Thomas Newman says scoring Bond films is 'delicate' balance
Bond composer Thomas Newman says movie scores should be unobtrusive, otherwise they upset the balance of the film.
"The experience of a film is immersive and music is supposed to underline and help that experience," he told BBC Radio 3's In Tune.
"If you notice it, maybe its working too hard, or maybe it's too loud. It's all very delicate in the end."
The US composer, who premiered part of the Spectre score on BBC Radio 3, said working on the film has been "tough".
"It was a lot of hard work," he told Sean Rafferty. "I've been at it for three-and-a-half months solid. Seven days a week, morning til night. There were tough moments but all in all, it's strong and I feel good about it."
Newman's first Bond score was for 2012's Skyfall - the highest-grossing Bond film of all time.
He said the project had been daunting "because I'd really never scored an action movie".
Pressed for details about the latest Bond film - and how the music complements the action - the composer remained tight-lipped.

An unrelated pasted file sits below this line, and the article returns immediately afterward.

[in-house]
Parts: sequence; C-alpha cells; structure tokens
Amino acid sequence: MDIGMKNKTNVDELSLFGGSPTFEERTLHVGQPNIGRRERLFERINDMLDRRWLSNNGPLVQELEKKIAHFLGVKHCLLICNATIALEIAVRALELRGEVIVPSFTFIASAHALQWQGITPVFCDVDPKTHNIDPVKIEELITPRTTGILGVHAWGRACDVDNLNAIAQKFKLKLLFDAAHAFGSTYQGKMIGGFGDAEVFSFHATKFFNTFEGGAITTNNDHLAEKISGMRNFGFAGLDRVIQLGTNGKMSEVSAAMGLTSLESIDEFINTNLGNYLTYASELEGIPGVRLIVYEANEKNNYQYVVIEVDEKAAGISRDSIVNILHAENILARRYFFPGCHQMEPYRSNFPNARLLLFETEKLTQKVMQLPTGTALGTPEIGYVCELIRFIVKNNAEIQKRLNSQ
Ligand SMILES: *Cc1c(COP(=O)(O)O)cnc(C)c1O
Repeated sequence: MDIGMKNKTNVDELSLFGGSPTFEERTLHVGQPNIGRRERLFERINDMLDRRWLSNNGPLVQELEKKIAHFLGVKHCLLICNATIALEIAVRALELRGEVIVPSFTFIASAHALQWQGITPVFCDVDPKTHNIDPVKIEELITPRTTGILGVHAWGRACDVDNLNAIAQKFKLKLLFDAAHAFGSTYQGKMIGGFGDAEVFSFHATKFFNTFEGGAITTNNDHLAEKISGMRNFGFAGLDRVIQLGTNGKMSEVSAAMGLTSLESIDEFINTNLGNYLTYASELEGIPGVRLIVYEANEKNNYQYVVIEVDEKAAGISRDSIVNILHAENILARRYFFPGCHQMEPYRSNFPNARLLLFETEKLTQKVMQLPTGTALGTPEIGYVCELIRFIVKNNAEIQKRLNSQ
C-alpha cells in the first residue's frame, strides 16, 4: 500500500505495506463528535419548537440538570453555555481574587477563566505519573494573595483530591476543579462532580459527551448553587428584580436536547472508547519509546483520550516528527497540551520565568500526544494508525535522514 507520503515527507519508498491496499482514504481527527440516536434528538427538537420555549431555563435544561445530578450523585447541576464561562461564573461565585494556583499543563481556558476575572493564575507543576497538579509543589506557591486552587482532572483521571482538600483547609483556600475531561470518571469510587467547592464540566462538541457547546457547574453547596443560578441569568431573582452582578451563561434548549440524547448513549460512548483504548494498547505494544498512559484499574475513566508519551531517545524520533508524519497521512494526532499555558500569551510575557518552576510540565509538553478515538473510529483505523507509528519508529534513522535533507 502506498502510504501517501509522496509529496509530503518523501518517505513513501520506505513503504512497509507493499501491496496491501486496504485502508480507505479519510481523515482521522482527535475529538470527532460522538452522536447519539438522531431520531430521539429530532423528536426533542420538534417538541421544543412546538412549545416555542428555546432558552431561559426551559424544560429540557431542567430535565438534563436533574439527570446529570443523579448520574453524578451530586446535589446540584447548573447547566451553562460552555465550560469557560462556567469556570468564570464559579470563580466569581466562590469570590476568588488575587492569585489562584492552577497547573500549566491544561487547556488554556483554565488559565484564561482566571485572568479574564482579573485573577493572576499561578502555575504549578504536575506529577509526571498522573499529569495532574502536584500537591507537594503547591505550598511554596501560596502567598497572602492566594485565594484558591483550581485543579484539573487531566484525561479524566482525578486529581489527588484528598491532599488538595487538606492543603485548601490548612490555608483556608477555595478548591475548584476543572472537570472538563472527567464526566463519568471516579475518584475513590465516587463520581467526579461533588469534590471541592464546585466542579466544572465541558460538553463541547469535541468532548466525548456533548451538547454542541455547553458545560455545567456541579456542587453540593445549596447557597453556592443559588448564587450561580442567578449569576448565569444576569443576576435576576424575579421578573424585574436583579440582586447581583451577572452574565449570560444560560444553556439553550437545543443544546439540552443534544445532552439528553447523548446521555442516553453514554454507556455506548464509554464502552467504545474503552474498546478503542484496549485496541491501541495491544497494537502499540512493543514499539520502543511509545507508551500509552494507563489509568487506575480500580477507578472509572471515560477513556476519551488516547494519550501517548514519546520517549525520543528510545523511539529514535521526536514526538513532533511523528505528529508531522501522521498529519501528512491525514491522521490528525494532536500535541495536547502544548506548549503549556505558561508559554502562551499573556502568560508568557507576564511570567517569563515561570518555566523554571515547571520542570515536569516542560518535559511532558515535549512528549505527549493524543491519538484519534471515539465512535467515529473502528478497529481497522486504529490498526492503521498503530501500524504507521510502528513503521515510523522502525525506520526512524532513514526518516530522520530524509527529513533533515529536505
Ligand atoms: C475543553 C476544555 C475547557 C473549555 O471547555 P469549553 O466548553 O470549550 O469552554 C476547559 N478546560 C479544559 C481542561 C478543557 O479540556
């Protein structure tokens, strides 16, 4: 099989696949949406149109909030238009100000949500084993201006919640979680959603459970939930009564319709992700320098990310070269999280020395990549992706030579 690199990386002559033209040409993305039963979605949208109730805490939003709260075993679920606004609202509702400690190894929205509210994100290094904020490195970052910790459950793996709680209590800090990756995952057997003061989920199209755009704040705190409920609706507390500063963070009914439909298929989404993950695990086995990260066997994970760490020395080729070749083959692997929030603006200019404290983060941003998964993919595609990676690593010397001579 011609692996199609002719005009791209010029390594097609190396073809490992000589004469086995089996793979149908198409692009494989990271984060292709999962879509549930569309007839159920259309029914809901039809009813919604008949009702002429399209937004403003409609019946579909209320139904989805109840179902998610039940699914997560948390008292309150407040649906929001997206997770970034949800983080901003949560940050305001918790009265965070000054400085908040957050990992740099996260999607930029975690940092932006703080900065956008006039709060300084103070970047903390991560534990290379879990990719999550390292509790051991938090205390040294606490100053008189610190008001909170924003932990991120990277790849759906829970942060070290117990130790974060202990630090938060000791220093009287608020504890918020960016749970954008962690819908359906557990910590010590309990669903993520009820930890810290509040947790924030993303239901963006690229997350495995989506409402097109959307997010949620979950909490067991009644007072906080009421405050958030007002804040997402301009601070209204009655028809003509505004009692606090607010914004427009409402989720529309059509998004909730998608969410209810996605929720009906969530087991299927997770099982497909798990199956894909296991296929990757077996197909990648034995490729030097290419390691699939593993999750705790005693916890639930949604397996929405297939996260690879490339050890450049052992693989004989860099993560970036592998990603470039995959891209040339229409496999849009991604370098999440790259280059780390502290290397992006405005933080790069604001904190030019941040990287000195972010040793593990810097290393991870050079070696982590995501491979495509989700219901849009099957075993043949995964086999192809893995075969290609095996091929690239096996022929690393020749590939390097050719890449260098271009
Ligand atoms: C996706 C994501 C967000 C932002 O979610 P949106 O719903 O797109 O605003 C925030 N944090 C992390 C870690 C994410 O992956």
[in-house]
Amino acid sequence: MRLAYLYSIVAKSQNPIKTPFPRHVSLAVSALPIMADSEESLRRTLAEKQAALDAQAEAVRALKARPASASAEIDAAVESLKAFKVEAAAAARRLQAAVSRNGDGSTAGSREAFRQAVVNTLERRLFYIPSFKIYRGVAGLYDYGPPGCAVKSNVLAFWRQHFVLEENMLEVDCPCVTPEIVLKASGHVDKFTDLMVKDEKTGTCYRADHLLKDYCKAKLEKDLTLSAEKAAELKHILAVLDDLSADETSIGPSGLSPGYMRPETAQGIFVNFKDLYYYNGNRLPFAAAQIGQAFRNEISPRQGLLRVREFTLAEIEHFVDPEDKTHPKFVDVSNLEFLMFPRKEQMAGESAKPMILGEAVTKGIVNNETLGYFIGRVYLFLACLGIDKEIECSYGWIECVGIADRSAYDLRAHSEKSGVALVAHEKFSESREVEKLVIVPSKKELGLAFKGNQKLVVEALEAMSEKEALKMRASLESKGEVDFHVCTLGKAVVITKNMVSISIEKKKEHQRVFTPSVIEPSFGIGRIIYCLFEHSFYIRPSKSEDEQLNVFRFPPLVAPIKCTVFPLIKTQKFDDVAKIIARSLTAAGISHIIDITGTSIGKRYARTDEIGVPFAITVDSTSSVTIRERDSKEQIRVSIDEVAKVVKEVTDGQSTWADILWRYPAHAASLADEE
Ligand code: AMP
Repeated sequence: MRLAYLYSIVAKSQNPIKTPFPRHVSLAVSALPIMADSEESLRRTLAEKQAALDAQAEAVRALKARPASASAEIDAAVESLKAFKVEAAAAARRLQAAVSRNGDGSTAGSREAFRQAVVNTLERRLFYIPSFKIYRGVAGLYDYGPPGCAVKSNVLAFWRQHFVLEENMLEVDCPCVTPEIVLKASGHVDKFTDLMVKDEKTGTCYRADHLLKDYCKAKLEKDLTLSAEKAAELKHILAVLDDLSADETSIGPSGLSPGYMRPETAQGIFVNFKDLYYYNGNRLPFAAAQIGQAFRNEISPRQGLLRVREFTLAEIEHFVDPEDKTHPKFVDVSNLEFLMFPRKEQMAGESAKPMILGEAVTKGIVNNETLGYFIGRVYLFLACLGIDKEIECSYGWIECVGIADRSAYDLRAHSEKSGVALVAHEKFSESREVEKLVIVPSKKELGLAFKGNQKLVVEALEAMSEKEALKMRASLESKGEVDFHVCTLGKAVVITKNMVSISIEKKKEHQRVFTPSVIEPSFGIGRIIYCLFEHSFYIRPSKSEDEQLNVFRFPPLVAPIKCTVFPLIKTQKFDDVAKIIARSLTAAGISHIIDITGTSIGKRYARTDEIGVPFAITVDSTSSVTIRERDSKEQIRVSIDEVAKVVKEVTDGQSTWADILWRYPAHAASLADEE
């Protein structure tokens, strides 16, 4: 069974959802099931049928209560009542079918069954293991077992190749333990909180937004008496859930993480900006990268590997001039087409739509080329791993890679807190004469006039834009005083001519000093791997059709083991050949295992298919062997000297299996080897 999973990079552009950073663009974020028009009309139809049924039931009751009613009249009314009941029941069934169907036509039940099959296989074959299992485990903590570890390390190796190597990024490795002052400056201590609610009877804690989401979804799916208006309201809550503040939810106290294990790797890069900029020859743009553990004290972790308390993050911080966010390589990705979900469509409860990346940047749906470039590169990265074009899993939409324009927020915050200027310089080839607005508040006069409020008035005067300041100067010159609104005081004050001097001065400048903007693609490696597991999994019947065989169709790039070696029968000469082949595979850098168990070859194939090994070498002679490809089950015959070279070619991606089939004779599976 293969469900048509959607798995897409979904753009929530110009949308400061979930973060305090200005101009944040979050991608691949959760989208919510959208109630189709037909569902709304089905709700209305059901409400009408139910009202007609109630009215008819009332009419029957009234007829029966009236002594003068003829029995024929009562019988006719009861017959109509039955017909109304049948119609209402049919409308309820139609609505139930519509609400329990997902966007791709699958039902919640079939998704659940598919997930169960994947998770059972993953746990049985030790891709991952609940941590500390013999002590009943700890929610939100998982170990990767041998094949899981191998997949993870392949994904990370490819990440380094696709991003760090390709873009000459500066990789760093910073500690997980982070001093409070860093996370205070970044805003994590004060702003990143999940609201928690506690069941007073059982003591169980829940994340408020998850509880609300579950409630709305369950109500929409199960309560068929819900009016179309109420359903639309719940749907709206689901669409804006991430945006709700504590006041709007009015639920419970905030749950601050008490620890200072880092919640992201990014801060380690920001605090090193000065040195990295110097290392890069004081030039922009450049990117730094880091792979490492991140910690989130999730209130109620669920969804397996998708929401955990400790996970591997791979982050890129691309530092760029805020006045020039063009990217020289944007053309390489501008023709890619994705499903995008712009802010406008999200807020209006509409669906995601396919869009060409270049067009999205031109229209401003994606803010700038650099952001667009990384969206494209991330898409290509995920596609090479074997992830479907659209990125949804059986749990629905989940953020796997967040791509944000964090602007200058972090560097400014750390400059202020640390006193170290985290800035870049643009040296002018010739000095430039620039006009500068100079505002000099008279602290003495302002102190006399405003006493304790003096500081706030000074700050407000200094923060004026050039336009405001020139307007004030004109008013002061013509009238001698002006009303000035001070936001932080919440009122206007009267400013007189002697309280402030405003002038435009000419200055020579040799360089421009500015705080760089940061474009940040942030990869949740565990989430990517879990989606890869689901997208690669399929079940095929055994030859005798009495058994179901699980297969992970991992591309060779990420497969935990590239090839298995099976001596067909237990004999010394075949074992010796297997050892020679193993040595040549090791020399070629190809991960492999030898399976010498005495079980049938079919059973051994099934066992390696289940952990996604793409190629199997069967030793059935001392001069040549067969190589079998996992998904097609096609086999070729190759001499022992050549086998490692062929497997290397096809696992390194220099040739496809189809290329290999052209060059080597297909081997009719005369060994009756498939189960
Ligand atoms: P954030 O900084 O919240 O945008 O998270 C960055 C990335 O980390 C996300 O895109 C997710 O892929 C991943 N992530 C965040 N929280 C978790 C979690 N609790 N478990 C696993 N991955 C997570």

"You're not supposed to give anything away," he said. "It's crazy. It's not that I even want to talk about it, or not talk about, I just know that I shouldn't."
The 12-time Oscar nominee has previously worked on the likes of The Shawshank Redemption, American Beauty and Finding Nemo.
He played a bombastic, pounding clip of his Spectre score on Radio 3, taken from a sequence set in Rome.
Preview clips suggest the piece could soundtrack a set-piece "cat-and-mouse" car chase through the city, but Newman refused to be drawn on the details.
"It takes place in Rome. It's very fast-paced," he said. "I can't tell you about the type of cars but there are cars. There are roads that the cars drive on, as well.
"I won't say anything because I don't know if I'm supposed to or not."